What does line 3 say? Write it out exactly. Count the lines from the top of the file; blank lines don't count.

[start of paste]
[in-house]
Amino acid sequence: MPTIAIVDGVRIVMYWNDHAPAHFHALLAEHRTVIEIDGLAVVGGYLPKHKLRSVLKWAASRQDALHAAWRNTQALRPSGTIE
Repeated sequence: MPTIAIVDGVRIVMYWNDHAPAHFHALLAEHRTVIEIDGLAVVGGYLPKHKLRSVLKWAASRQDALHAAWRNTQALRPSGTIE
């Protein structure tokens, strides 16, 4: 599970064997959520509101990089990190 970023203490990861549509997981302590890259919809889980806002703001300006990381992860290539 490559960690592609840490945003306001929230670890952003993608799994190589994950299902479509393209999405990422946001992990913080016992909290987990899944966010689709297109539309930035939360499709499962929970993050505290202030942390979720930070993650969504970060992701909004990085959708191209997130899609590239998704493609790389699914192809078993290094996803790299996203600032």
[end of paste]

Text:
Repeated sequence: MPTIAIVDGVRIVMYWNDHAPAHFHALLAEHRTVIEIDGLAVVGGYLPKHKLRSVLKWAASRQDALHAAWRNTQALRPSGTIE